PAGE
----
Avenger Mark Ruffalo, who spoke out on Friday. They unite with numerous publicists, studios, and media organizations in condemning the
HFPA’s lackluster diversity and inclusion initiatives.
“As an actor promoting a film, one is expected to participate in awards season by attending press conferences as well as awards shows,” Johansson said in her statement. “In the past, this has often meant facing sexist questions and remarks by certain HFPA members that bordered on sexual harassment. It is the exact reason why I, for many years, refused to participate in their conferences.
“The HFPA is an organization that was legitimized by the likes of Harvey Weinstein to amass momentum for Academy recognition, and the industry followed suit. Unless there is necessary fundamental reform within the organization, I believe it is time that we take a step back from the HFPA and focus on the importance and strength of unity within our unions and the industry as a whole.”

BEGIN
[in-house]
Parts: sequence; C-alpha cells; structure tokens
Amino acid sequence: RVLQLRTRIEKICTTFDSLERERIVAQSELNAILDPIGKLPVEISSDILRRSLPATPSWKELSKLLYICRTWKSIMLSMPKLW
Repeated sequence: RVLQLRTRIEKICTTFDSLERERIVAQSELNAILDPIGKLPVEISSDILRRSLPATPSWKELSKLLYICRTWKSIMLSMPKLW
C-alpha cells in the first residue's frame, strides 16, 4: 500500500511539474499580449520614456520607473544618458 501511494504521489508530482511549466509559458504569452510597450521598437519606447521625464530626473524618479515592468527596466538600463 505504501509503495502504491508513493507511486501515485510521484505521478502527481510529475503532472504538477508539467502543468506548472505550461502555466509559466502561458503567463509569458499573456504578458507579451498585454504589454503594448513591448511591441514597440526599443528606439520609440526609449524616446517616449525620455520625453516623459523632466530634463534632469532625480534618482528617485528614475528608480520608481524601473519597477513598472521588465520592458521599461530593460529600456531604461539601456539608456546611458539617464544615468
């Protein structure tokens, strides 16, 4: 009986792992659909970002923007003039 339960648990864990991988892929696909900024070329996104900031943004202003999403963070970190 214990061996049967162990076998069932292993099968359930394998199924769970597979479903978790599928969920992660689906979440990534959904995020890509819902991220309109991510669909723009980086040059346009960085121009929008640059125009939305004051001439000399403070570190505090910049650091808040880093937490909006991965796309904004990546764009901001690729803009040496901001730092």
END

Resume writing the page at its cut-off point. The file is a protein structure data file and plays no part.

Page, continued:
Johansson’s statement continues the dam breaking against HFPA, a movement that began at mid-week when Netflix’s co-CEO Ted Sarandos spoke out and said the studio would not participate in HFPA events until it revamped its organizational goals. Amazon Studios, GLAAD, The Black Journalists Assn., Time’s Up and many Hollywood publicists also have decried the HFPA’s actions.
Still silent is Disney, whose Black Widow starring Johansson is coming in July to theaters and Disney+ Premier Access.